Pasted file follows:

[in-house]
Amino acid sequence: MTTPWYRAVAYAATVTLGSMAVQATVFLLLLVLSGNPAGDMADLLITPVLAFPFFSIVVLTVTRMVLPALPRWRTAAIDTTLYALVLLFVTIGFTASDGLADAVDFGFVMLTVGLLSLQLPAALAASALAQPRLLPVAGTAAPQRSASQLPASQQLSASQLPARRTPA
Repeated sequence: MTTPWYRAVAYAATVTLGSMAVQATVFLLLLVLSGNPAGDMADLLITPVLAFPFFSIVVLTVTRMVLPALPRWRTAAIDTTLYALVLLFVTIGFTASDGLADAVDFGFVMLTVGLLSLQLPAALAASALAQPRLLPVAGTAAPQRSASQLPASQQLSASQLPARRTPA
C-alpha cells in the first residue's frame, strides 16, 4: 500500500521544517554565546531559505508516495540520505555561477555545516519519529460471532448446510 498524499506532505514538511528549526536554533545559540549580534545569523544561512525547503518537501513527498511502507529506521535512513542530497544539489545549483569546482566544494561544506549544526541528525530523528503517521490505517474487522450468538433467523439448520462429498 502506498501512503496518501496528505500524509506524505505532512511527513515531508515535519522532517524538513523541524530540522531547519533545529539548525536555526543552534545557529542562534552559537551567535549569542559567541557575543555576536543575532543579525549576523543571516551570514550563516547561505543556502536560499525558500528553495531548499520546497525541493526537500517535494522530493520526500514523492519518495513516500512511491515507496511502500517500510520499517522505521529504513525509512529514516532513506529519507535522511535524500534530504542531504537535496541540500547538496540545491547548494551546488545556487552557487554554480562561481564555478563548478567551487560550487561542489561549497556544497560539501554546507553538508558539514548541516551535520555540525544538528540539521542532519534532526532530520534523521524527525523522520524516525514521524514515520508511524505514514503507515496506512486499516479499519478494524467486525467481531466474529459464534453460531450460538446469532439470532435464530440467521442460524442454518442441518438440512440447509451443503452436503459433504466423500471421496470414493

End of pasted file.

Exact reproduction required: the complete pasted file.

[in-house]
Amino acid sequence: MTTPWYRAVAYAATVTLGSMAVQATVFLLLLVLSGNPAGDMADLLITPVLAFPFFSIVVLTVTRMVLPALPRWRTAAIDTTLYALVLLFVTIGFTASDGLADAVDFGFVMLTVGLLSLQLPAALAASALAQPRLLPVAGTAAPQRSASQLPASQQLSASQLPARRTPA
Repeated sequence: MTTPWYRAVAYAATVTLGSMAVQATVFLLLLVLSGNPAGDMADLLITPVLAFPFFSIVVLTVTRMVLPALPRWRTAAIDTTLYALVLLFVTIGFTASDGLADAVDFGFVMLTVGLLSLQLPAALAASALAQPRLLPVAGTAAPQRSASQLPASQQLSASQLPARRTPA
C-alpha cells in the first residue's frame, strides 16, 4: 500500500521544517554565546531559505508516495540520505555561477555545516519519529460471532448446510 498524499506532505514538511528549526536554533545559540549580534545569523544561512525547503518537501513527498511502507529506521535512513542530497544539489545549483569546482566544494561544506549544526541528525530523528503517521490505517474487522450468538433467523439448520462429498 502506498501512503496518501496528505500524509506524505505532512511527513515531508515535519522532517524538513523541524530540522531547519533545529539548525536555526543552534545557529542562534552559537551567535549569542559567541557575543555576536543575532543579525549576523543571516551570514550563516547561505543556502536560499525558500528553495531548499520546497525541493526537500517535494522530493520526500514523492519518495513516500512511491515507496511502500517500510520499517522505521529504513525509512529514516532513506529519507535522511535524500534530504542531504537535496541540500547538496540545491547548494551546488545556487552557487554554480562561481564555478563548478567551487560550487561542489561549497556544497560539501554546507553538508558539514548541516551535520555540525544538528540539521542532519534532526532530520534523521524527525523522520524516525514521524514515520508511524505514514503507515496506512486499516479499519478494524467486525467481531466474529459464534453460531450460538446469532439470532435464530440467521442460524442454518442441518438440512440447509451443503452436503459433504466423500471421496470414493